Junior's recordings not only spanned several decades, they also spanned differing styles. His early hits like "Shotgun" and "(I'm A) Roadrunner" were of the old-style R&B hits of the day. Later, more strings and orchestration were added for songs like "These Eyes" and "Gotta Hold On To This Feeling," two of my favorites, along with "What Does It Take (To Win Your Love)." Later, when Motown tried to resurrect his sound in the disco era, the songwriting was not as good, but even so, Junior maintained that trademark sax sound. Junior did not have a trained voice, but it's hard to imagine any other voice melding with that sax sound. They went so well together. I truly do miss him.

Gregory Rose
Lawrenceville, Georgia


1. (I'm A) Roadrunner
2. Do The Boomerang
3. How Sweet It Is (To Be Loved By You)
4. What Does It Take (To Win Your Love)
5. These Eyes
6. Gotta Hold On To This Feeling
7. Do You See My Love (For Your Growing)
8. These Things Will Keep Me Loving You
9. Walk In The Night
10. Moody Junior
11. Still Water
12. Way Back Home
13. Dancin' Like They Do On Soul Train
14. I'll Go Where Your Music Takes Me (radio edit)

(Special thanks to Gregory Rose for sharing the love with me and all of you. Long live the music of Jr. Walker!)


Brian Phillips said...

Wonderful to hear all of this! Is it just me or does anyone else believe that David Sanborn was a Jr. Walker fan?

Northing said...

Early 80's - a Savannah club featured Jr. Walker and his road band. My sax-player friend Jimmy got a mob of us to go. After the show we went backstage to meet the man. Jimmy brought his horn for Walker to sign and told him "I just can't get the notes out of this horn that you can." Walker snatched the sax from him, stuck the dry mouthpiece in and bleated, squeaked and sang through it for a couple of minutes. As he handed back the horn, Walker snapped, "Boy, those sounds don't come from here..." and he smacked himself in the chest. "They come from in here." Great night, great music.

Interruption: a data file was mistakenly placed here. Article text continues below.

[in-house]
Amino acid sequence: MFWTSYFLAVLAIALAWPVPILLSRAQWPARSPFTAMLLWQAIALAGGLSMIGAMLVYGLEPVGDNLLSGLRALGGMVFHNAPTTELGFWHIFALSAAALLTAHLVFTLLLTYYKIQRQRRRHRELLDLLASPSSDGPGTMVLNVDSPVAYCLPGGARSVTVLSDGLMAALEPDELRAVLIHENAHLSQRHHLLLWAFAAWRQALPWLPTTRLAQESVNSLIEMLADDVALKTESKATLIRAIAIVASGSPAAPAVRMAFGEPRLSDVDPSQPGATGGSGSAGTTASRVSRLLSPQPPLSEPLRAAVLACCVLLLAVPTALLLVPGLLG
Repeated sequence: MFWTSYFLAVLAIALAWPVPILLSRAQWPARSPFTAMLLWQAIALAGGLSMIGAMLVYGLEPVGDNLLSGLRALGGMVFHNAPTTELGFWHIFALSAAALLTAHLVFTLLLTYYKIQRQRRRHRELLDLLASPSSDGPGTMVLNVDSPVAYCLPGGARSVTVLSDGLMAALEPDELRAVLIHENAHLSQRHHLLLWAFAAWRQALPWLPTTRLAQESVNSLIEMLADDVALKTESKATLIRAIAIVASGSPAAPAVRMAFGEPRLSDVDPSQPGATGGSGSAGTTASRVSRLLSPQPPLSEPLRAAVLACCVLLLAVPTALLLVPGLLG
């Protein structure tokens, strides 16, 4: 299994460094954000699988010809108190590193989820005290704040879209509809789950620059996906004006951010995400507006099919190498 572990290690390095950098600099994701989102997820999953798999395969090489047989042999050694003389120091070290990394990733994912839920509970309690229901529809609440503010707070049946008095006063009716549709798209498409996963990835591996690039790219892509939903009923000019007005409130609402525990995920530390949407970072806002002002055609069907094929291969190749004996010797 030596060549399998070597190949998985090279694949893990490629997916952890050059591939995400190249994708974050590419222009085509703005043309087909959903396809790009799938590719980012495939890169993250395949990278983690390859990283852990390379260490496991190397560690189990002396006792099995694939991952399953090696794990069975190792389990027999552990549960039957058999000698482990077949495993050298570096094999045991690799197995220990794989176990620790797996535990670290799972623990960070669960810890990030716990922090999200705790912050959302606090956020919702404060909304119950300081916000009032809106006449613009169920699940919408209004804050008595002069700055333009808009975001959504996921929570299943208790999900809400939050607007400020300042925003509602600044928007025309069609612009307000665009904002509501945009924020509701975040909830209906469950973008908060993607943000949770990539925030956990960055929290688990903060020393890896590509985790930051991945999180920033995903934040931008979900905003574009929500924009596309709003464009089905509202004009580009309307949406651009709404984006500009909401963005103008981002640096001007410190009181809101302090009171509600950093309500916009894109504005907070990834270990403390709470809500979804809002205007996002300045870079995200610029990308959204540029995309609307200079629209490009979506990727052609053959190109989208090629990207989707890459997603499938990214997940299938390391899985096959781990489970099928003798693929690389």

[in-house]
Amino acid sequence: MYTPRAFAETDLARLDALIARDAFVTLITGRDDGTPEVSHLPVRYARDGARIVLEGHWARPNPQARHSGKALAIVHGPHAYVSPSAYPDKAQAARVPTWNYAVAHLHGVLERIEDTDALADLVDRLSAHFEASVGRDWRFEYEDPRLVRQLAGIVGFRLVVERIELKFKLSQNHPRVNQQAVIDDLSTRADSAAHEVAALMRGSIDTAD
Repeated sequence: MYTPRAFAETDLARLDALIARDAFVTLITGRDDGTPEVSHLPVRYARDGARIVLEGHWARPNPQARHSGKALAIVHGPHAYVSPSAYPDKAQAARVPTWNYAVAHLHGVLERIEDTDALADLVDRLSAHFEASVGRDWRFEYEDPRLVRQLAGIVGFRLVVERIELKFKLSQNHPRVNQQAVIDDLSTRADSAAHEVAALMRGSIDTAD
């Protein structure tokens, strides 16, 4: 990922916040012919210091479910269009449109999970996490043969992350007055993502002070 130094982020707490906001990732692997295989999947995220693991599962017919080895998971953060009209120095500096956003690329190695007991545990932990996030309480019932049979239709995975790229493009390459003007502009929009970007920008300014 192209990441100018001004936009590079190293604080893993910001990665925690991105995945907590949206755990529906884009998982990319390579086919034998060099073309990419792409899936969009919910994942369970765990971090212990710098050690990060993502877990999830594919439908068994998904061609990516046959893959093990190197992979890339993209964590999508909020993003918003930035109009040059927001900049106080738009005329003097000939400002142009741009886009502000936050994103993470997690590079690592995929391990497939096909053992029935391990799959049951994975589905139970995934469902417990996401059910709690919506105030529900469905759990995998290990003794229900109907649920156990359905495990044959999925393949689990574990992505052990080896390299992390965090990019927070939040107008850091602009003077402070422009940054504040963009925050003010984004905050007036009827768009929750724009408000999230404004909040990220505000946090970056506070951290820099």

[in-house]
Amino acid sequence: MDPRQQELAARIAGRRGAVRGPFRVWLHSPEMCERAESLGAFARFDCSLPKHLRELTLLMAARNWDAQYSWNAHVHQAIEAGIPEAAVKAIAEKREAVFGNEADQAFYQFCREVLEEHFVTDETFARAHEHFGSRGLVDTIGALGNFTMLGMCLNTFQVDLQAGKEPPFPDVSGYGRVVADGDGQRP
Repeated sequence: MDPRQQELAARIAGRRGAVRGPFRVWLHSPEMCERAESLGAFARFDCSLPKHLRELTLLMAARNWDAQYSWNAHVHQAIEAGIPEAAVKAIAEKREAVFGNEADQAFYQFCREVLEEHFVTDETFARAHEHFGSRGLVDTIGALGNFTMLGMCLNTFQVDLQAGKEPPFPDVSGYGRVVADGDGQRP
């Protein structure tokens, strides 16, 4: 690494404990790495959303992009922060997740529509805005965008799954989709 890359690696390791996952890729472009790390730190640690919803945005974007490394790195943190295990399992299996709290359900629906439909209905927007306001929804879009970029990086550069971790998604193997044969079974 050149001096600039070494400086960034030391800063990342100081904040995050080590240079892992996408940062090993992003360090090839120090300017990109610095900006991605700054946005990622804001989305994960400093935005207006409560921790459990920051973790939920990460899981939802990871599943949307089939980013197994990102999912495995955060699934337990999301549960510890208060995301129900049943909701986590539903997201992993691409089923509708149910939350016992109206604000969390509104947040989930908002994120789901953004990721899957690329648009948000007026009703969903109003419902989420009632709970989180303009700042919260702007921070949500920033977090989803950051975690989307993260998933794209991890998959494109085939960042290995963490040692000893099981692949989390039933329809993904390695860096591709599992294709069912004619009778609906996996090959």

Unknown said...

A few years ago, Eric Marienthal, sax player, who has played with The Rippingtons and many others, was on Dave Koz's radio show.....during the show, Dave asked what he listened to....after he named off a couple of artists, the said "And ANYTHING by Junior Walker".......hows THAT for knowing talent?

Concerning Sanborn, there is a photo I found on the internet, when Junior met with sanborn and Mr. Clarance CLemons, just prior to being on the David Letterman show which I posted on YOUTUBE......check it out!Look for the MOODYJUNIOR contributor on Youtube under "JUNIOR WALKER"

The Stepfather of Soul said...

This dispatch in from Phil from North Yorkshire:

I saw Jr. in the UK 8 times - he was a frequent visitor here until his illness - and tho' I did not know about it at the time, I knew something was wrong as tours were cancelled on a couple of occasions. Then there was a Motown Legends tour of which Junior was a part, along with the Temptations, 4 Tops, Jimmy Ruffin and Martha Reeves, but he didn't make it (I went, and as we queued, there was a note outside saying he was ill and Edwin Starr took his place) - it was a good show but I was devastated, more so when shortly after, I returned from a holiday and my brother-in-law told me how sorry he was. I said "why, what's up," and he said they'd been playing Junior all week on the radio because he'd just died. Tragedy.

The man was so underrated except by other sax players and musicians, and Motown and the Rock & Roll Hall of Fame do themselves a great disservice by not treating him in the way he should be. It's absolutely appalling that the greatest, most original sax player of his generation should be ignored. In his genre, Junior stands above any other R & B sax player and easily alongside Bird, Coltrane and Hawkins. His influence was/is immense.